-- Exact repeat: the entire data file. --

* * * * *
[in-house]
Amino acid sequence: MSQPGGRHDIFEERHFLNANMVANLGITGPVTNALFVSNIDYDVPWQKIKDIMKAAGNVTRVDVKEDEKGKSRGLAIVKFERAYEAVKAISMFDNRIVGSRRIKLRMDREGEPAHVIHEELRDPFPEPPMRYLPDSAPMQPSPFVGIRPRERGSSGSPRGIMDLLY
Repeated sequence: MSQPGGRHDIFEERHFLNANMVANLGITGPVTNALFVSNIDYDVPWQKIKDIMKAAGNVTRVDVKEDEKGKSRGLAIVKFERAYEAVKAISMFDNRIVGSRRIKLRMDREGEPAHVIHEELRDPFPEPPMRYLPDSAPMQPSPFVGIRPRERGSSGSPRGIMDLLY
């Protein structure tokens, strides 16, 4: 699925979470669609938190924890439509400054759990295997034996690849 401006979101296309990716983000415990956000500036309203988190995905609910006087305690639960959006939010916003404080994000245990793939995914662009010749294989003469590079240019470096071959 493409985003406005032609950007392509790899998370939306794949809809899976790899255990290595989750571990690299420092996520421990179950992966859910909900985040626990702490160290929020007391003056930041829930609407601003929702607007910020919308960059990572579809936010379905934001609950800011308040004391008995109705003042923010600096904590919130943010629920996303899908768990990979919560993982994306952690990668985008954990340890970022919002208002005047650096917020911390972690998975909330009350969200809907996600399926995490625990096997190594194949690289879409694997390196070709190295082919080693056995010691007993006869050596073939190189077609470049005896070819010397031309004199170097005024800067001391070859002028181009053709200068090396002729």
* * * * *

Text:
[in-house]
Amino acid sequence: MSQPGGRHDIFEERHFLNANMVANLGITGPVTNALFVSNIDYDVPWQKIKDIMKAAGNVTRVDVKEDEKGKSRGLAIVKFERAYEAVKAISMFDNRIVGSRRIKLRMDREGEPAHVIHEELRDPFPEPPMRYLPDSAPMQPSPFVGIRPRERGSSGSPRGIMDLLY
Repeated sequence: MSQPGGRHDIFEERHFLNANMVANLGITGPVTNALFVSNIDYDVPWQKIKDIMKAAGNVTRVDVKEDEKGKSRGLAIVKFERAYEAVKAISMFDNRIVGSRRIKLRMDREGEPAHVIHEELRDPFPEPPMRYLPDSAPMQPSPFVGIRPRERGSSGSPRGIMDLLY
């Protein structure tokens, strides 16, 4: 699925979470669609938190924890439509400054759990295997034996690849 401006979101296309990716983000415990956000500036309203988190995905609910006087305690639960959006939010916003404080994000245990793939995914662009010749294989003469590079240019470096071959 493409985003406005032609950007392509790899998370939306794949809809899976790899255990290595989750571990690299420092996520421990179950992966859910909900985040626990702490160290929020007391003056930041829930609407601003929702607007910020919308960059990572579809936010379905934001609950800011308040004391008995109705003042923010600096904590919130943010629920996303899908768990990979919560993982994306952690990668985008954990340890970022919002208002005047650096917020911390972690998975909330009350969200809907996600399926995490625990096997190594194949690289879409694997390196070709190295082919080693056995010691007993006869050596073939190189077609470049005896070819010397031309004199170097005024800067001391070859002028181009053709200068090396002729």